and the insertNode function looks like:

Node *insertNode(Node *node, Node *root)
{
   if(root == nil)
   {  // empty tree - return the insert node
      return node;
   }
   else
   {  // non-empty tree, insert into left or right subtree
      if(node->data > root->data) // to the right
      {
        root->right = insertNode(node, root->right);
      }
      else if(node->data < root->data)//or to the left
      {
        root->left = insertNode(node, root->left);
      }
      // tree modified if needed, return the root
      return root;
   }
}

Note that in this approach in the case of a non-empty (sub)tree the algorithm performs a redundant assignment into a variable - the assigned value is what is already in the variable... Because of this some people prefer:

Procedural ADT: Pass-by-reference

In this approach the variable holding the root of the (sub)tree is passed-by-reference, rather than its value being passed, and is modified by the called procedure as needed. E.g. the top-level call would be:

insertNode(nodeToInsert, &TreeRoot); // & -> pass the variable, not its value

and the insertNode procedure looks like:

void insertNode(Node *node, Node **root)
{
   if(*root == nil)
   {  // empty tree - insert node
      *root = node;
   }
   else
   {  // non-empty tree, insert into left or right subtree
      Node *rootNode = *root;
      if(node->data > rootNode->data) // to the right
      {
        insertNode(node, &rootNode->right);
      }
      else if(node->data < rootNode->data)//or to the left
      {
        insertNode(node, &root->left);
      }
   }
}

You can now see that your method is a mixture of the above two approaches. Both are valid, but as you are using Objective-C it might be better to take the third approach:

Object-Oriented ADT

This is a variation of the procedural ADT - rather than pass a variable to a procedure the variable, now called an object, owns a method which updates itself. Doing it this way means you must test for an empty (sub)tree before you make a call to insert a node, while the previous two approaches test in the call. So now we have the method in Node:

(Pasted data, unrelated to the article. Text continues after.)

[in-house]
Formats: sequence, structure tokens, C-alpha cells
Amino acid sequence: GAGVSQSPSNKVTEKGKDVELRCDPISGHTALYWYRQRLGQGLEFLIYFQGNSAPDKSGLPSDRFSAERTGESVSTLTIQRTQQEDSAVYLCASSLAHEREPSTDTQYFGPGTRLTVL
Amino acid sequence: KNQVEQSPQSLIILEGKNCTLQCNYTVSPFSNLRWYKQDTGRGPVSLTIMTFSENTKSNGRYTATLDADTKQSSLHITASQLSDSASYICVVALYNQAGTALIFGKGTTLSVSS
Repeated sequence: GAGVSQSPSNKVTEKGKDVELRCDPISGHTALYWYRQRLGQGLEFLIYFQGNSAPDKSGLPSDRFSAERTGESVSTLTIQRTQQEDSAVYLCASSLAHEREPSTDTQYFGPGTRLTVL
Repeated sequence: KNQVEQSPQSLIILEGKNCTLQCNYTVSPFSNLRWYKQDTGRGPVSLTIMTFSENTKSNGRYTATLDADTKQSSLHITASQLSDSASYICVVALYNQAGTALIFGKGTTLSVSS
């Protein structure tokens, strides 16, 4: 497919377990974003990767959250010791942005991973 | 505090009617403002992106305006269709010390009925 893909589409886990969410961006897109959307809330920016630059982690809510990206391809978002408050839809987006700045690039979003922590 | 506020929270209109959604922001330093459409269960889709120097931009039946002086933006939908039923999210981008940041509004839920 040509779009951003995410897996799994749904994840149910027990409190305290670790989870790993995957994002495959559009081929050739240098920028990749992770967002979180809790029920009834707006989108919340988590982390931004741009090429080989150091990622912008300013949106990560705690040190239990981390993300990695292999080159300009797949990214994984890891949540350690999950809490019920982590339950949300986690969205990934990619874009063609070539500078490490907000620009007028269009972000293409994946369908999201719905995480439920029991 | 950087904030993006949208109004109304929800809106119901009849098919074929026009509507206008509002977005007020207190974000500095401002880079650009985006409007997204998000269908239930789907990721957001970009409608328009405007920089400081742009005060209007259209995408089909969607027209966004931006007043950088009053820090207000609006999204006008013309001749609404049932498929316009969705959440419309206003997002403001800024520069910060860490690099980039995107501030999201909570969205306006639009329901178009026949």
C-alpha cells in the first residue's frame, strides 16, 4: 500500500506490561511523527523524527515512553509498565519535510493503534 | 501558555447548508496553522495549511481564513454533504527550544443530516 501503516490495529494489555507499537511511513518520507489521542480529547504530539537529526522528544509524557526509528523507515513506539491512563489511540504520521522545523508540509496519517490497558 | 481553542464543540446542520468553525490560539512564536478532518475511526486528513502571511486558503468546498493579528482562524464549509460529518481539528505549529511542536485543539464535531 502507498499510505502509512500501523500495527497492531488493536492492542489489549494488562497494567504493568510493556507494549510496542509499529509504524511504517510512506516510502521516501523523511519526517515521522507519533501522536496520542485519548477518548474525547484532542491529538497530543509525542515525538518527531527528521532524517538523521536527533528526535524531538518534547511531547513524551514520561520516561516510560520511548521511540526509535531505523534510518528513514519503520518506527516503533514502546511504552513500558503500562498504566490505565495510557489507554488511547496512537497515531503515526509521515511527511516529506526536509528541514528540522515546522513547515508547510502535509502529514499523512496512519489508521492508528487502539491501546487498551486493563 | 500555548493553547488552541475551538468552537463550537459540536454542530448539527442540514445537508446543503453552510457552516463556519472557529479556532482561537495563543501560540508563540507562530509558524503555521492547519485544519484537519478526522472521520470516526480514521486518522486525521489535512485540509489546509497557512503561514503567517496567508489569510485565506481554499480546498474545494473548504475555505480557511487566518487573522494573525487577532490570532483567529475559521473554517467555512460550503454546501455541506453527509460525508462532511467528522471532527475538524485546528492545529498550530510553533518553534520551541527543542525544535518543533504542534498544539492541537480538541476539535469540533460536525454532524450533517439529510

- (void) insert:(Node *)node
{
   if(node.data > self.data) // using properties, could also use fields ->
   {
      if(self.right != nil)
         [self.right insert:node];
      else
         self.right = node;
   }
   else if(node.data < rootNode.data)
   {
      if(self.left != nil)
         [self.left insert:node];
      else
         self.left = node;
   }
}

You also need to change the top level call to do the same test for an empty tree:

if(TreeRoot != nil)
   [TreeRoot insert:nodeToInsert];
else
   TreeRoot = nodeToInsert;

And a final note - if you are using MRC, rather than ARC or GC, for memory management you'll need to insert the appropriate retain/release calls.

Hope that helps you sort things out.

Saturday, September 4, 2021
 
Yrtymd
answered 3 Months ago
100

This is perfecty possible and desired, A technicality, if your write method doesn't change the length of the file and is always behind the reader, this should not give any problems. In fact, from an API point of view, this is desirable since this allows the user to control where to read from and where to write to. (It's a recommended specification to write to a different file, in case any bad things happen during the encryption process, your input file wont be messed up).

Something like:

protected void Encrypt(Stream input, Stream output)
{
    byte[] buffer = new byte[2048];

    while (true)
    {
        // read 
        int current = input.Read(buffer, 0, buffer.Length);
    if (current == 0)
                     break;

        // encrypt
        PerformActualEncryption(buffer, 0, current);

        // write
        output.Write(buffer, 0, current);
    }   
}

public void Main()
{
    using (Stream inputStream  = File.Open("file.dat", FileMode.Open, FileAccess.Read, FileShare.ReadWrite))
    using (Stream outputStream = File.Open("file.dat", FileMode.Open, FileAccess.Write, FileShare.ReadWrite))
    {
        Encrypt(inputStream, outputStream);
    }
}

Now since you're using an encryption, i would even recommend to perform the actual encryption in another specialized stream. This cleans the code up nicely.

class MySpecialHashingStream : Stream
{
...
}

protected void Encrypt(Stream input, Stream output)
{
    Stream encryptedOutput = new MySpecialHashingStream(output);
    input.CopyTo(encryptedOutput);
}
Friday, November 12, 2021
 
Byron Whitlock
answered 3 Weeks ago